Yes, I read the Twilight series.
Yes, I claimed it was because I had to "keep up" with the current YA lit craze.
Yes, I'm a little in love with Edward.
Let's face it, YA literature is a lot of fun to read. They are quick reads designed to first get kids interested in reading and then to introduce them to different ideas in the world. Interest first, ideas next. They aren't typically the books you pick up to show how sophisticated your reading life is (not a lot of YA books comparable to War and Peace out there), or ones that you only read to give yourself a brain-break (oh, how I love you Janet Evanovich during the dreaded third quarter of the school year). A lot of Young Adult literature is somewhere in the middle of those two reading extremes. You have to love a book that gives you a heavy dose of entertainment with a nice little moral/lesson/societal idea to consider, neatly hidden inside the covers.
And that brings us to my most recent YA read.
Now, we aren't talking biblical gospel here. There is no religious slander or heresy in the pages of Janet Tashjian's wonderful book. Rather, the story focuses on a teenage boy, known as Josh but who has a secret alter-ego named Larry. Josh/Larry has only two goals, to win the heart of Beth and to change the world. He plans to do both by bringing to light the tragedy of American consumerism. The book has secret identities, unrequited love, and a call for social activism and awareness. Entertainment and message...brilliant.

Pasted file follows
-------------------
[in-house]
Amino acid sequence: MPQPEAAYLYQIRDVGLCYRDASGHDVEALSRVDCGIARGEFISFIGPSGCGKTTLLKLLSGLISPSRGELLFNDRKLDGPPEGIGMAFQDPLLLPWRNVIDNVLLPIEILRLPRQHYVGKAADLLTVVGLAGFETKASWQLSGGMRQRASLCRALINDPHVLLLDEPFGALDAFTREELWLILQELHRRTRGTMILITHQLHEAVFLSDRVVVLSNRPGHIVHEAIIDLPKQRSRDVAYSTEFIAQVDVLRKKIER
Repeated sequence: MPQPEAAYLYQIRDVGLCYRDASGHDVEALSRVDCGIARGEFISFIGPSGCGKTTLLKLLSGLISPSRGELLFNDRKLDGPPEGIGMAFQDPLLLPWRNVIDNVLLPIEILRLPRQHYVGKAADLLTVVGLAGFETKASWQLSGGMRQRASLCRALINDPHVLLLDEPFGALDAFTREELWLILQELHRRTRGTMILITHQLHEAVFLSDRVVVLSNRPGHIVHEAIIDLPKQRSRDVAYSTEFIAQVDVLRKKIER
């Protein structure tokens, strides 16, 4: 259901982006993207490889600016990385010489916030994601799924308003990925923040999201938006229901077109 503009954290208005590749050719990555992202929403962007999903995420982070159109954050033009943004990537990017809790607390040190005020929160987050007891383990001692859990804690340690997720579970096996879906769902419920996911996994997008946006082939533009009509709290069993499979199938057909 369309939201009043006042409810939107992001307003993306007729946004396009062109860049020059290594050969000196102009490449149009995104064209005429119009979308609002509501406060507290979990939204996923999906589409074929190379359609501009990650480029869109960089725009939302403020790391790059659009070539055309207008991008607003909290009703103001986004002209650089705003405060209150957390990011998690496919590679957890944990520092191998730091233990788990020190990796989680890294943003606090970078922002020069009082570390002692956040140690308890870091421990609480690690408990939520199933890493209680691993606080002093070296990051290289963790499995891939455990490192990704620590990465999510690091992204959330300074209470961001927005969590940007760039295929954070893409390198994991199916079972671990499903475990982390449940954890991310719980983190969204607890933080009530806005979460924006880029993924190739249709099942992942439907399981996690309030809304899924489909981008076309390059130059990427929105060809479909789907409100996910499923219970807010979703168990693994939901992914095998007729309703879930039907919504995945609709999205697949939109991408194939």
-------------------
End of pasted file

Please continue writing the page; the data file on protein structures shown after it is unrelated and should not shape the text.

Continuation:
One of my favorite parts of the book was detailing Josh's individual action against consumerism:
"I only own seventy-five possessions. Counting all clothes, underwear, school supplies, recreational equipment, software, key to the family house--seventy-five.
My list of guidelines: If I got a new CD, I either traded for it or had to sell an old one. Same with books and videos (thank God for libraries). I rented skis when I went to the mountains, borrowed basketballs, downloaded free software and music online. A notebook counts as one, even though it has seventy sheets of paper. A pair of socks counts as one, as do shoes...I've been like this since the eighth grade, when I read about some Native Americans not wanting to leave too many 'footprints' on the earth when they left. I took it literally. Every single thing I bought was a major, MAJOR decision. I asked myself if I could live up to the responsibility of owning it, maintaining it, housing it. In other words, DO I HAVE TO OWN THIS NEW ITEM SO BADLY THAT IT'S WORTH REMOVING SOMETHING ELSE WITH MEANING FROM MY LIST OF SEVENTY-FIVE SACRED POSSESSIONS?" (page 45-46).
I read that passage to Dave and it got us thinking. If we could whittle down all of our possessions to only 75 items, what would they be? More importantly, would we really need any more than those items?
Something interesting to think about it (which, really, isn't that what reading should make us do?)
What would be the 75 most important things for you to own? What would you be willing to live without?